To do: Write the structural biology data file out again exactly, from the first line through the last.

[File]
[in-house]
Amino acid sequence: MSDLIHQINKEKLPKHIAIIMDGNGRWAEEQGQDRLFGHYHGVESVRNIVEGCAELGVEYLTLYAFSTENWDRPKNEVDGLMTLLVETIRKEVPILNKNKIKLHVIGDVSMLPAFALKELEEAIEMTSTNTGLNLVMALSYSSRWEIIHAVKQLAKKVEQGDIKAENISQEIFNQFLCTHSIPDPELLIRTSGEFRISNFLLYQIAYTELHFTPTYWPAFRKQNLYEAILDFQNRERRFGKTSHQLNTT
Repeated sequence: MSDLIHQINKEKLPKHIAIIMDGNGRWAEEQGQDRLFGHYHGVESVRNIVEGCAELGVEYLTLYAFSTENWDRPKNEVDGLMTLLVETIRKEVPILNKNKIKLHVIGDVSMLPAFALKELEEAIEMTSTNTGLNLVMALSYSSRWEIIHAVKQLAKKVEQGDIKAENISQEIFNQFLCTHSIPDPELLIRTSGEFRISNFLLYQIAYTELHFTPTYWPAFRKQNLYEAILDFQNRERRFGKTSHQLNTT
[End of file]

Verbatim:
[in-house]
Amino acid sequence: MSDLIHQINKEKLPKHIAIIMDGNGRWAEEQGQDRLFGHYHGVESVRNIVEGCAELGVEYLTLYAFSTENWDRPKNEVDGLMTLLVETIRKEVPILNKNKIKLHVIGDVSMLPAFALKELEEAIEMTSTNTGLNLVMALSYSSRWEIIHAVKQLAKKVEQGDIKAENISQEIFNQFLCTHSIPDPELLIRTSGEFRISNFLLYQIAYTELHFTPTYWPAFRKQNLYEAILDFQNRERRFGKTSHQLNTT
Repeated sequence: MSDLIHQINKEKLPKHIAIIMDGNGRWAEEQGQDRLFGHYHGVESVRNIVEGCAELGVEYLTLYAFSTENWDRPKNEVDGLMTLLVETIRKEVPILNKNKIKLHVIGDVSMLPAFALKELEEAIEMTSTNTGLNLVMALSYSSRWEIIHAVKQLAKKVEQGDIKAENISQEIFNQFLCTHSIPDPELLIRTSGEFRISNFLLYQIAYTELHFTPTYWPAFRKQNLYEAILDFQNRERRFGKTSHQLNTT